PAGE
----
“The idea is that a farmer would use it mainly on young trees, as a lot of water is lost during irrigation at this stage because of the small tree canopies,” explains Louis.
“Farmers could remove the Tree Hog from the trees when they are about six years old. By then, they have a larger canopy and a well developed-root structure.”
Finding the best material
Louis carried out considerable research on the ideal material to use for the Tree Hog. “I was looking for something durable,” he says.
“Vonnie Heyns, an engineer and the owner of 4EVR Plastic Products, advised me to use ultraviolet-resistant, high-density polyethylene with a thickness of between 1 000 and 1 200 microns. We also used a rib structure to add strength and improve pliability.
“Vonnie has a lot of experience in the plastics industry, and he saw what I wanted to achieve with this product. He guided me on getting the right tools for its development, and also offered to help with logistics and quality control.”
Louis asked one of his neighbours, Lieb Swiegers of the farm La Colline, to evaluate the Tree Hog on a young citrus orchard on his farm. Tree Hogs were placed on a row of trees just after planting.
The performance of the trees and the water-use efficiency of the system was then compared with a control row of young citrus trees watered conventionally. The sprinklers delivered water at 32l/h.
According to Lieb, the Tree Hog greatly improved the water-use efficiency of the micro-sprinkler system.
“We found that we could supply the covered trees with significantly less water and at longer intervals than the trees irrigated with uncovered micro-sprinklers.
Our soil probes indicated that it took five-and-a-half hours to irrigate to a depth of 400mm in the control row, and it only took 20 minutes to achieve the same result with the Tree Hog,” Lieb explains.
This equated to 11l of water in 20 minutes per tree, twice a week. “The system is ideal in situations where farm expansions are inhibited by a scarcity of water,” says Louis.
There are several other advantages to the Tree Hog system, according to Louis. The first, and most obvious, is that saving water also saves on electricity costs and lowers a farm’s carbon footprint.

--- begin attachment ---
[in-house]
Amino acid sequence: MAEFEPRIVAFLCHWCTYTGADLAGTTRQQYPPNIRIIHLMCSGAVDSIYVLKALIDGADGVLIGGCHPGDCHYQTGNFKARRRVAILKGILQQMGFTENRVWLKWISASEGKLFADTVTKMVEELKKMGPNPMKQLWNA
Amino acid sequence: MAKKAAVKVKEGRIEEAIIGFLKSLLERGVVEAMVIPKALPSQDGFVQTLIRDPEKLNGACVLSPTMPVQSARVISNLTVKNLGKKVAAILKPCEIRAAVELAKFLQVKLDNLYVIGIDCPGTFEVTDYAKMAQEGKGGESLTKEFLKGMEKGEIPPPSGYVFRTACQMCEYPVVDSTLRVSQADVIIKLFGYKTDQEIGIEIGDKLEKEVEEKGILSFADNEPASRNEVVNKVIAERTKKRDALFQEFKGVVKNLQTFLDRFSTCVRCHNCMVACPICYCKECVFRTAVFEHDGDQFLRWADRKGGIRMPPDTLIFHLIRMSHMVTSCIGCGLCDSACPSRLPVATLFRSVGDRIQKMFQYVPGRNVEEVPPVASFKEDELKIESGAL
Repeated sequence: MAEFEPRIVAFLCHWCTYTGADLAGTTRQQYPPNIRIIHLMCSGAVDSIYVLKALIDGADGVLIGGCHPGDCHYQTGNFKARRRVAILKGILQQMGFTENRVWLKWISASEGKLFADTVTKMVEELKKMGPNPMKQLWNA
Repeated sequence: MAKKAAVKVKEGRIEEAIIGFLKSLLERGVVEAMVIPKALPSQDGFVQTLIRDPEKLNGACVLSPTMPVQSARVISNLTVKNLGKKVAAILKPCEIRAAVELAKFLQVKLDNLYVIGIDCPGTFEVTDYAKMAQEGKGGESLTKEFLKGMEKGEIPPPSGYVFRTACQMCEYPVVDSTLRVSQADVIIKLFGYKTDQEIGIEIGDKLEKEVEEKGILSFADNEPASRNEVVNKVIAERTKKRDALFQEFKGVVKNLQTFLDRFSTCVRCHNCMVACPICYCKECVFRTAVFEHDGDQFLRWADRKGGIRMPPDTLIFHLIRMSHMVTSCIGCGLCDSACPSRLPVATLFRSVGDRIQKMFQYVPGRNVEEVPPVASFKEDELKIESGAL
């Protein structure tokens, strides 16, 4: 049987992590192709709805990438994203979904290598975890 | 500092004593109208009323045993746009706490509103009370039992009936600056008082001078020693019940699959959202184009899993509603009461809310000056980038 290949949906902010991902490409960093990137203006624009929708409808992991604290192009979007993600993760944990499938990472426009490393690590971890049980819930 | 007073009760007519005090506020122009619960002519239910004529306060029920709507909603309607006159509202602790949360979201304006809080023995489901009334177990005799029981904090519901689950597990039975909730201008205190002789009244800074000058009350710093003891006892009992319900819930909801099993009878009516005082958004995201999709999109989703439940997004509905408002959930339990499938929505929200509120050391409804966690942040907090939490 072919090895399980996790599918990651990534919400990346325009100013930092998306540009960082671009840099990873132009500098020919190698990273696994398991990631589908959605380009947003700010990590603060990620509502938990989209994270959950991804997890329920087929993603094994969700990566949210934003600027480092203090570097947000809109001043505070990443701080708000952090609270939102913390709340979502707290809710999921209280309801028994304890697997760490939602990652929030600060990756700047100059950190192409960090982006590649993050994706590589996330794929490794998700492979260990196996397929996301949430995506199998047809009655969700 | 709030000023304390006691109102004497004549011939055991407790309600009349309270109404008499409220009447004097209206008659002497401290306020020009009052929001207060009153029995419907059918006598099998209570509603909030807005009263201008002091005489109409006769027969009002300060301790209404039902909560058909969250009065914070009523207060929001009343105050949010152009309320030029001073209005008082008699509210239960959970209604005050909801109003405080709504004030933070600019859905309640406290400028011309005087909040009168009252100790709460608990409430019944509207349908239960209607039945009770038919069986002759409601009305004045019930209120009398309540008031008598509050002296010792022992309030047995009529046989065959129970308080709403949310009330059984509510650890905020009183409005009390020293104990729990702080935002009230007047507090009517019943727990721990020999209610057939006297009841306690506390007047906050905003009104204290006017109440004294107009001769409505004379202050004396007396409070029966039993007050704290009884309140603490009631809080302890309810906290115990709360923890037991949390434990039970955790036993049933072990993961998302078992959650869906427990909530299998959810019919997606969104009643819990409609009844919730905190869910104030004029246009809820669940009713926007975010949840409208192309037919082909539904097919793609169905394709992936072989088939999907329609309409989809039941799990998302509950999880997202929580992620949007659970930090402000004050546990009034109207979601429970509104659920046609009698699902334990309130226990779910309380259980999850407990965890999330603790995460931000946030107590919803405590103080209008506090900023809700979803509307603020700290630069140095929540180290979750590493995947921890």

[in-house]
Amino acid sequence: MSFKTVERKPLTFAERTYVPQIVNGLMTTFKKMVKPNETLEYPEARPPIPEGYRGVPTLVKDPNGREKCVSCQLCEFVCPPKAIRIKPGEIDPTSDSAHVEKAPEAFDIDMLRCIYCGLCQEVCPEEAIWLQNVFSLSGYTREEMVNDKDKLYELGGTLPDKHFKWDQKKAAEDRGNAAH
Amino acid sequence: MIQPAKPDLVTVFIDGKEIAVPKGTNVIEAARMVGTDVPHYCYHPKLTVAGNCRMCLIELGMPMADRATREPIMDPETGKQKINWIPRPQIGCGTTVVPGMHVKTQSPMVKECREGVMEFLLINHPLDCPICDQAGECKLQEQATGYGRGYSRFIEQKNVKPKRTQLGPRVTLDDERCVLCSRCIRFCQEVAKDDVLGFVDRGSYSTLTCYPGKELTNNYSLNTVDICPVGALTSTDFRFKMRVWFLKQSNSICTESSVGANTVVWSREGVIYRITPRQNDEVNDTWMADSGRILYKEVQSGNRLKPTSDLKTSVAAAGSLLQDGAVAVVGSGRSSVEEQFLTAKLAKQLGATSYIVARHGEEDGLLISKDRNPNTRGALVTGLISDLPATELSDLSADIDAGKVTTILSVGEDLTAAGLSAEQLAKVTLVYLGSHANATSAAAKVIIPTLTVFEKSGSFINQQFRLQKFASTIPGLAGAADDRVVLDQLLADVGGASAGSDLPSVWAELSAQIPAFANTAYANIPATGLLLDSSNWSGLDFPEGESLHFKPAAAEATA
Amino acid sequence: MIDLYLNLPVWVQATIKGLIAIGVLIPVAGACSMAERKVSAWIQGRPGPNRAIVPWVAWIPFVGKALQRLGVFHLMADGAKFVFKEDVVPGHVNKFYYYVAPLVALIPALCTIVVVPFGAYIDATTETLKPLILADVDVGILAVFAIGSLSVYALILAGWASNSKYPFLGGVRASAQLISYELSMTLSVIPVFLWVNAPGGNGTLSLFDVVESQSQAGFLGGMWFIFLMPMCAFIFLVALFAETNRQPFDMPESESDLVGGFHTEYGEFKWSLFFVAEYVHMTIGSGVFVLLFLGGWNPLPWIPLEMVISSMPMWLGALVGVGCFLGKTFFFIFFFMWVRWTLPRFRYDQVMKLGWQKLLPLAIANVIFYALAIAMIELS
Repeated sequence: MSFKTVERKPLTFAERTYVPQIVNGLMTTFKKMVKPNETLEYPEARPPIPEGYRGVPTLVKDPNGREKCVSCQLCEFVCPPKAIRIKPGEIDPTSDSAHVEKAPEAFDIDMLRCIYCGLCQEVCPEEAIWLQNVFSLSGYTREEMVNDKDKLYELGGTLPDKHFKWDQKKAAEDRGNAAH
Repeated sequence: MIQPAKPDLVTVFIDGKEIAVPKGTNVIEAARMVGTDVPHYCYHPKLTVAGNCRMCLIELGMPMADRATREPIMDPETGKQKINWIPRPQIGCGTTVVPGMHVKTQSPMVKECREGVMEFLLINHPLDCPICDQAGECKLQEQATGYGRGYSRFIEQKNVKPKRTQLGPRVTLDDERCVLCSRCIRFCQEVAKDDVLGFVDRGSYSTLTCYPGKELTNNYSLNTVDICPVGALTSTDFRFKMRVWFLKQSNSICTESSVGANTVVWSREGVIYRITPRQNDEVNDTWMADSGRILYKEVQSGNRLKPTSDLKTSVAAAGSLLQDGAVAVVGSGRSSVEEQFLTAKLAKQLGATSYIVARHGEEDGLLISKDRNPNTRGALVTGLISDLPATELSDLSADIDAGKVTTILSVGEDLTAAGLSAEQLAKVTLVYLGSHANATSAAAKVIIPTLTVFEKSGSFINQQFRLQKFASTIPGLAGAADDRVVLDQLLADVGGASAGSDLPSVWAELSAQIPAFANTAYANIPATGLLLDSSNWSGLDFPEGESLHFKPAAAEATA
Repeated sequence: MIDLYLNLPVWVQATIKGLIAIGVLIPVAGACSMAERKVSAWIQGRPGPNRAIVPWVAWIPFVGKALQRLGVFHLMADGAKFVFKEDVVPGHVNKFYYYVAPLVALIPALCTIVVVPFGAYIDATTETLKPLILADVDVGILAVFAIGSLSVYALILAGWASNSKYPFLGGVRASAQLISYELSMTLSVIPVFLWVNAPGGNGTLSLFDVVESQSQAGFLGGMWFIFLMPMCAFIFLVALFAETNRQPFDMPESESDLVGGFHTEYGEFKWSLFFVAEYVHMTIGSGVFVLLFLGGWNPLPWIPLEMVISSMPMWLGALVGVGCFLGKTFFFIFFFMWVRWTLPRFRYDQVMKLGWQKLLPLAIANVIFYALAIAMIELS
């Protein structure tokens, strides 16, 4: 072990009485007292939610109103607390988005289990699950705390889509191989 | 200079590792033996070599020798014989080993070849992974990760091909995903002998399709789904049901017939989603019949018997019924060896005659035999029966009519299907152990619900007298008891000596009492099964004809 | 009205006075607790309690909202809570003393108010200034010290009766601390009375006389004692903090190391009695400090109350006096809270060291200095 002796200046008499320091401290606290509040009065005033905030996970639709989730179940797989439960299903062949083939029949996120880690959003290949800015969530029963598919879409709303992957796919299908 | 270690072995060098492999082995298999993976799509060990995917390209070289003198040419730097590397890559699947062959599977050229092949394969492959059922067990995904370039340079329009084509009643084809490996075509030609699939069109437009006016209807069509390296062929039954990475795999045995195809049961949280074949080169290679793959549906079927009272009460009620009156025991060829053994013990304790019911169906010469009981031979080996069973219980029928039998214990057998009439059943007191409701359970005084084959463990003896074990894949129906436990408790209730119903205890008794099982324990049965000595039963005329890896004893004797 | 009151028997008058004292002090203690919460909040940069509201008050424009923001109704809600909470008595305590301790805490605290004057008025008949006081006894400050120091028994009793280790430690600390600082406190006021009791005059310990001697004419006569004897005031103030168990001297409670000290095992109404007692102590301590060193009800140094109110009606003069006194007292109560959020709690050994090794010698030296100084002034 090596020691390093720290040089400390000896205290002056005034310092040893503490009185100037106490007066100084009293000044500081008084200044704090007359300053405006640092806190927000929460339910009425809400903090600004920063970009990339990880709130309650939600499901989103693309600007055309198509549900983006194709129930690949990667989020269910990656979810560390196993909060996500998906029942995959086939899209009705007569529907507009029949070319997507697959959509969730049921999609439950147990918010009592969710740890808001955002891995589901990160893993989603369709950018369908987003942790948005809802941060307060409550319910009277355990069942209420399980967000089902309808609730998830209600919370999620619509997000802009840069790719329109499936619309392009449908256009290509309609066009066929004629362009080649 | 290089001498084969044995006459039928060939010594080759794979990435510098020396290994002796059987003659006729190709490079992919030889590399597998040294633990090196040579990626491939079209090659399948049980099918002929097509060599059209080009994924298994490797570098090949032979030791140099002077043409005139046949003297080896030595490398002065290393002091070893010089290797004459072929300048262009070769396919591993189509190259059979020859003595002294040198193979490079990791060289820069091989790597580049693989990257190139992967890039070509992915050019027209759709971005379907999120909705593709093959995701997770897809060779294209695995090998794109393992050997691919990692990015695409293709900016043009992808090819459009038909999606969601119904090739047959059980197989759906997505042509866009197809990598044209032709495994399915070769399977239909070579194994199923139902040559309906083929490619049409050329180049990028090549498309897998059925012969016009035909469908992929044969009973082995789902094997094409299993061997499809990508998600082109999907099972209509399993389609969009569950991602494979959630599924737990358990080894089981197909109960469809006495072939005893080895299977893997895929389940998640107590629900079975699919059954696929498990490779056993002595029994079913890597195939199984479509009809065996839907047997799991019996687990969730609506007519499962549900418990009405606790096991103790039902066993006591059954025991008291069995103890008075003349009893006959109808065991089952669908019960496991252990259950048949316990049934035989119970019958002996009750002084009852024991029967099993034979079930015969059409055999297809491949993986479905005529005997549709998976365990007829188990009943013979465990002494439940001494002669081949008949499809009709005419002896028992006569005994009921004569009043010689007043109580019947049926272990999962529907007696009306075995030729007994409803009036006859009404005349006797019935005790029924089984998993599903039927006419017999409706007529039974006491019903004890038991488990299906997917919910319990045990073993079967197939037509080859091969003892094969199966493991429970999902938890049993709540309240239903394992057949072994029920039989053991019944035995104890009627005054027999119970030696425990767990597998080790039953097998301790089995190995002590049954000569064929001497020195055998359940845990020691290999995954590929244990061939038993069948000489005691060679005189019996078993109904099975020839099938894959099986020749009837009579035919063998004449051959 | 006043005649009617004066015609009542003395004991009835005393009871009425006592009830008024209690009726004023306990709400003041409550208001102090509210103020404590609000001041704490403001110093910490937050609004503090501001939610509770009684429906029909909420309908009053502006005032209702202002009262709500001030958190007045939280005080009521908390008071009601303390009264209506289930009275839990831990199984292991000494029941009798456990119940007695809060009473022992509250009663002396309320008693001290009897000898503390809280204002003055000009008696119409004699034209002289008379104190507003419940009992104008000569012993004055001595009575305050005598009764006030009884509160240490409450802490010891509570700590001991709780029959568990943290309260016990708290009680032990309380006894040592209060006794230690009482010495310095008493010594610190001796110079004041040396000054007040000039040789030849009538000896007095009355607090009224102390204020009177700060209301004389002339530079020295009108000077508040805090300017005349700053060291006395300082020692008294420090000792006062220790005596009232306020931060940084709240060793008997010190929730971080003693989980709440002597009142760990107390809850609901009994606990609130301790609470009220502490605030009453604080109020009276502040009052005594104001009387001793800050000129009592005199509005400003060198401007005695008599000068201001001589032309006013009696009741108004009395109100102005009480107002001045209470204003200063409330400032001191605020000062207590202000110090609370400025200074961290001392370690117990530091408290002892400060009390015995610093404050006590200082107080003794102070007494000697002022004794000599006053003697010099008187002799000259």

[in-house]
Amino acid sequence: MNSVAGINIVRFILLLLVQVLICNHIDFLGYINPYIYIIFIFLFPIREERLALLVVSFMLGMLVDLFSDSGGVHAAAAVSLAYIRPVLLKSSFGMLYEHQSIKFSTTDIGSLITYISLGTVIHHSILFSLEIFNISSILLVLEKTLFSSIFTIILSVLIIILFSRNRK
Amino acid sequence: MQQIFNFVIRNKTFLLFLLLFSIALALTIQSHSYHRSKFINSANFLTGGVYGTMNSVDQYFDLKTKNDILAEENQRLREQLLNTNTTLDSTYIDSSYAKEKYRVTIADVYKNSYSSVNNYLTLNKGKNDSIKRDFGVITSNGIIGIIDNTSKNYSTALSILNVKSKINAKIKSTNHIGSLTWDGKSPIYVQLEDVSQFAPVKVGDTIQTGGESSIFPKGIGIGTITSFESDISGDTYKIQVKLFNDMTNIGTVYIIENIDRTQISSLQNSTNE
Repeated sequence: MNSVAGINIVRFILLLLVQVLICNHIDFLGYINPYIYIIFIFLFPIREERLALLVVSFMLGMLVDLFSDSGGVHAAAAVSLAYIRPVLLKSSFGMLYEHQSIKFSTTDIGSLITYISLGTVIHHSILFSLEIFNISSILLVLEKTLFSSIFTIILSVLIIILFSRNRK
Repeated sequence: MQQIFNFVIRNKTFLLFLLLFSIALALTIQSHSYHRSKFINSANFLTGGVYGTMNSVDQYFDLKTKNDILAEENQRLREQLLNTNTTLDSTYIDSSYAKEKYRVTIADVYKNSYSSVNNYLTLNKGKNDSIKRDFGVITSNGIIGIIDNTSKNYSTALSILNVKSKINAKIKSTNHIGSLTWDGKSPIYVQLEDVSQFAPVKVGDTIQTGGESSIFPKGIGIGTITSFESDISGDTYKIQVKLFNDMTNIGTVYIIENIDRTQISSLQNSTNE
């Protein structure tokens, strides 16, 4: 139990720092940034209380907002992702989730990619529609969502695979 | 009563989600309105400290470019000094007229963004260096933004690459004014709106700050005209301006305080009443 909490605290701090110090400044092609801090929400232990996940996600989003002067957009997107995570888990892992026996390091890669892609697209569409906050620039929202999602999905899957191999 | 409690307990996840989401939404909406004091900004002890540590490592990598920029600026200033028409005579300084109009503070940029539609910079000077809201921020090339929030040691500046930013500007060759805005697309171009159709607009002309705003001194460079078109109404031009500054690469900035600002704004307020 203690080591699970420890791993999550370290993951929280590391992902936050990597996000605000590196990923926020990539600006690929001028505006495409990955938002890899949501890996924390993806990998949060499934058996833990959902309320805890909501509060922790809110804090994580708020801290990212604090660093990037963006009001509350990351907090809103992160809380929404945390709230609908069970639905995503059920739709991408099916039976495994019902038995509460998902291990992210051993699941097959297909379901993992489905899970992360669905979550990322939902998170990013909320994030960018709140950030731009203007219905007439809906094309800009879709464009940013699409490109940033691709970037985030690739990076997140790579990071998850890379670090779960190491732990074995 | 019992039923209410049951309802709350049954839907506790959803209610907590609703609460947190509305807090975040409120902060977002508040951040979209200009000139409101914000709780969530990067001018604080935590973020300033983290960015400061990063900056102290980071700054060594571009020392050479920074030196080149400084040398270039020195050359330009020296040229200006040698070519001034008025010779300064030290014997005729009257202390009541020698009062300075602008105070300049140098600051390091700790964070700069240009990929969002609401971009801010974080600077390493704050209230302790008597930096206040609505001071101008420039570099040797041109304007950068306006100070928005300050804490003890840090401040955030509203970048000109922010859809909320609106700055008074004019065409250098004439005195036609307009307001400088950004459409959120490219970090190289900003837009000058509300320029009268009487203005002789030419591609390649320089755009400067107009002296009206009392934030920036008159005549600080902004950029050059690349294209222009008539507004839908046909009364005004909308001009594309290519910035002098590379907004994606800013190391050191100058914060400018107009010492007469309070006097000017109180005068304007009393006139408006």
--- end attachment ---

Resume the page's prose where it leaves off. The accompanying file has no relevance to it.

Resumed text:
Lieb also discovered that there was no need to undertake weed control in the trial row, whereas weeds had to be managed twice in the control area during the trial period.
“The weeds grew around the Tree Hog, but there were no weeds inside it, so there was no direct competition between the weeds and the young trees,” he says. Yet another benefit was that the trees in the experimental row had better-developed root systems and produced earlier leaf flush than the trees in the control row.
All the trees in the experimental row produced leaf flush after about three months, while there was no indication of leaf flush in the control row at that stage. “This indicates that these trees will reach commercial maturity at an earlier age than the trees in the control row,” Lieb says.
Plans for the future
Louis has since approached Dr Elmi Lotze of Stellenbosch University to undertake scientific research on the impact of the system on cutting water and electricity use and the soil. In the meantime, he has registered the Tree Hog as a South African patent and is in the process of registering it internationally.
Louis is currently finalising the design of the Tree Hog and will soon be contracting toolmakers in China to build a mould to manufacture the device commercially. He foresees that the product will be launched before the end of this year. So we can look forward to cutting water and energy use in orchards in the near future.
Phone Louis Loubser on 072 549 9925 or email firstname.lastname@example.org.
This artilce was originally published in the 17 June 2016 issue of Farmers Weekly.